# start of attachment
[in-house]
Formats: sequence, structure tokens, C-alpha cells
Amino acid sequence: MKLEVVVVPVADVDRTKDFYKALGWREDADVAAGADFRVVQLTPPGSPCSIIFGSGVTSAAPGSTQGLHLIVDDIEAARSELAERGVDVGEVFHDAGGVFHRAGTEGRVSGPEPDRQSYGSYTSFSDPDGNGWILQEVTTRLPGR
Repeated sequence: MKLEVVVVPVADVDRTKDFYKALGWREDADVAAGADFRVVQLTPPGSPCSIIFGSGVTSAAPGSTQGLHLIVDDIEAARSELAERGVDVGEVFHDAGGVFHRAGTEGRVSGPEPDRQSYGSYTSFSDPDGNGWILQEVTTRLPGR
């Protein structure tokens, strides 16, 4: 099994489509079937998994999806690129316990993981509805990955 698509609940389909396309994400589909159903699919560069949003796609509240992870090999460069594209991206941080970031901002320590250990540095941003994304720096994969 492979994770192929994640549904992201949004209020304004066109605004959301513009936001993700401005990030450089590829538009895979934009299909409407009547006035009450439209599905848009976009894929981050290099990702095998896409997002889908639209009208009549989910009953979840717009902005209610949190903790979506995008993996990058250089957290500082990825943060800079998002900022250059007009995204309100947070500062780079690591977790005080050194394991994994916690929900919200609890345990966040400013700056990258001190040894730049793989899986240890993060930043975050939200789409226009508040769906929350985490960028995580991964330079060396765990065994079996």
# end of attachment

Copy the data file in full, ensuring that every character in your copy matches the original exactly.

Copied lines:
[in-house]
Formats: sequence, structure tokens, C-alpha cells
Amino acid sequence: MKLEVVVVPVADVDRTKDFYKALGWREDADVAAGADFRVVQLTPPGSPCSIIFGSGVTSAAPGSTQGLHLIVDDIEAARSELAERGVDVGEVFHDAGGVFHRAGTEGRVSGPEPDRQSYGSYTSFSDPDGNGWILQEVTTRLPGR
Repeated sequence: MKLEVVVVPVADVDRTKDFYKALGWREDADVAAGADFRVVQLTPPGSPCSIIFGSGVTSAAPGSTQGLHLIVDDIEAARSELAERGVDVGEVFHDAGGVFHRAGTEGRVSGPEPDRQSYGSYTSFSDPDGNGWILQEVTTRLPGR
């Protein structure tokens, strides 16, 4: 099994489509079937998994999806690129316990993981509805990955 698509609940389909396309994400589909159903699919560069949003796609509240992870090999460069594209991206941080970031901002320590250990540095941003994304720096994969 492979994770192929994640549904992201949004209020304004066109605004959301513009936001993700401005990030450089590829538009895979934009299909409407009547006035009450439209599905848009976009894929981050290099990702095998896409997002889908639209009208009549989910009953979840717009902005209610949190903790979506995008993996990058250089957290500082990825943060800079998002900022250059007009995204309100947070500062780079690591977790005080050194394991994994916690929900919200609890345990966040400013700056990258001190040894730049793989899986240890993060930043975050939200789409226009508040769906929350985490960028995580991964330079060396765990065994079996």